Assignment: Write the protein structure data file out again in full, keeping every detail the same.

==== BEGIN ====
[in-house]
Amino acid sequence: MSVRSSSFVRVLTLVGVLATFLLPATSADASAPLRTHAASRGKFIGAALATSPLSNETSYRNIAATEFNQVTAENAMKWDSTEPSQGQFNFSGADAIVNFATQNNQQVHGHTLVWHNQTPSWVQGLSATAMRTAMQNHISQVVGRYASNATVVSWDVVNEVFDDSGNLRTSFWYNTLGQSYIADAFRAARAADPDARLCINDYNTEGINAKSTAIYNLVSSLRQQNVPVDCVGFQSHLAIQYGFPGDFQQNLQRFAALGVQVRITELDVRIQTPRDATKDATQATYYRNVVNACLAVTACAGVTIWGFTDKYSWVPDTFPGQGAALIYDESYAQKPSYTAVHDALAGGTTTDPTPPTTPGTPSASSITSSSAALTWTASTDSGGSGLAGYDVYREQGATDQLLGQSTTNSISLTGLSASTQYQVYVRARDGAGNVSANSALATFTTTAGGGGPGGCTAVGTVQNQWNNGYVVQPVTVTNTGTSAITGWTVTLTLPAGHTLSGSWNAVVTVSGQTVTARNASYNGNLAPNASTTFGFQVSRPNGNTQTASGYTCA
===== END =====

[in-house]
Amino acid sequence: MSVRSSSFVRVLTLVGVLATFLLPATSADASAPLRTHAASRGKFIGAALATSPLSNETSYRNIAATEFNQVTAENAMKWDSTEPSQGQFNFSGADAIVNFATQNNQQVHGHTLVWHNQTPSWVQGLSATAMRTAMQNHISQVVGRYASNATVVSWDVVNEVFDDSGNLRTSFWYNTLGQSYIADAFRAARAADPDARLCINDYNTEGINAKSTAIYNLVSSLRQQNVPVDCVGFQSHLAIQYGFPGDFQQNLQRFAALGVQVRITELDVRIQTPRDATKDATQATYYRNVVNACLAVTACAGVTIWGFTDKYSWVPDTFPGQGAALIYDESYAQKPSYTAVHDALAGGTTTDPTPPTTPGTPSASSITSSSAALTWTASTDSGGSGLAGYDVYREQGATDQLLGQSTTNSISLTGLSASTQYQVYVRARDGAGNVSANSALATFTTTAGGGGPGGCTAVGTVQNQWNNGYVVQPVTVTNTGTSAITGWTVTLTLPAGHTLSGSWNAVVTVSGQTVTARNASYNGNLAPNASTTFGFQVSRPNGNTQTASGYTCA